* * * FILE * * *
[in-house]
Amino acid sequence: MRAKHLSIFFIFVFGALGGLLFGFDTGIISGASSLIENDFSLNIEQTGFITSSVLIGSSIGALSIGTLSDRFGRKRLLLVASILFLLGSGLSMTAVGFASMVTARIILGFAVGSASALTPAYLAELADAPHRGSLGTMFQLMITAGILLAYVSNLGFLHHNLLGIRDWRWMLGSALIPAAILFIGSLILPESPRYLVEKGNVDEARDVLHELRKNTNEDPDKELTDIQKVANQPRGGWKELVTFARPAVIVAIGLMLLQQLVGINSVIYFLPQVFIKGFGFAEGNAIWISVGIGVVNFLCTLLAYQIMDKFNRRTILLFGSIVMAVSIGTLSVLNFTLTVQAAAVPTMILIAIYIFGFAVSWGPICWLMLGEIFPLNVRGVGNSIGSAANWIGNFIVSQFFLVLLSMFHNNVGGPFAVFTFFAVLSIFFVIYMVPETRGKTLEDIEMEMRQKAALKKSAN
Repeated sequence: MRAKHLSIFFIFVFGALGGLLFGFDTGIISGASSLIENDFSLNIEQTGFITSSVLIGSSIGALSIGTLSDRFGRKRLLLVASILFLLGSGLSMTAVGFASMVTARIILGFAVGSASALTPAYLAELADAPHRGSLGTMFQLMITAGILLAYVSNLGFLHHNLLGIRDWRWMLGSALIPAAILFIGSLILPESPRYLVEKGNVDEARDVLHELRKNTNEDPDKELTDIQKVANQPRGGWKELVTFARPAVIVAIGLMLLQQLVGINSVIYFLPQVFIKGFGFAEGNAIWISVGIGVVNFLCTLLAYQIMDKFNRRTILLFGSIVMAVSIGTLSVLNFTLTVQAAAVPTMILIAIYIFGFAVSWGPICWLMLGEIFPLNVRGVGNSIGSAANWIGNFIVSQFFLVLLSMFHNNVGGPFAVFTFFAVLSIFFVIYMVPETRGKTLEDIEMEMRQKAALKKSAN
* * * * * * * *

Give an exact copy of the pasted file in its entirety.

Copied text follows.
[in-house]
Amino acid sequence: MRAKHLSIFFIFVFGALGGLLFGFDTGIISGASSLIENDFSLNIEQTGFITSSVLIGSSIGALSIGTLSDRFGRKRLLLVASILFLLGSGLSMTAVGFASMVTARIILGFAVGSASALTPAYLAELADAPHRGSLGTMFQLMITAGILLAYVSNLGFLHHNLLGIRDWRWMLGSALIPAAILFIGSLILPESPRYLVEKGNVDEARDVLHELRKNTNEDPDKELTDIQKVANQPRGGWKELVTFARPAVIVAIGLMLLQQLVGINSVIYFLPQVFIKGFGFAEGNAIWISVGIGVVNFLCTLLAYQIMDKFNRRTILLFGSIVMAVSIGTLSVLNFTLTVQAAAVPTMILIAIYIFGFAVSWGPICWLMLGEIFPLNVRGVGNSIGSAANWIGNFIVSQFFLVLLSMFHNNVGGPFAVFTFFAVLSIFFVIYMVPETRGKTLEDIEMEMRQKAALKKSAN
Repeated sequence: MRAKHLSIFFIFVFGALGGLLFGFDTGIISGASSLIENDFSLNIEQTGFITSSVLIGSSIGALSIGTLSDRFGRKRLLLVASILFLLGSGLSMTAVGFASMVTARIILGFAVGSASALTPAYLAELADAPHRGSLGTMFQLMITAGILLAYVSNLGFLHHNLLGIRDWRWMLGSALIPAAILFIGSLILPESPRYLVEKGNVDEARDVLHELRKNTNEDPDKELTDIQKVANQPRGGWKELVTFARPAVIVAIGLMLLQQLVGINSVIYFLPQVFIKGFGFAEGNAIWISVGIGVVNFLCTLLAYQIMDKFNRRTILLFGSIVMAVSIGTLSVLNFTLTVQAAAVPTMILIAIYIFGFAVSWGPICWLMLGEIFPLNVRGVGNSIGSAANWIGNFIVSQFFLVLLSMFHNNVGGPFAVFTFFAVLSIFFVIYMVPETRGKTLEDIEMEMRQKAALKKSAN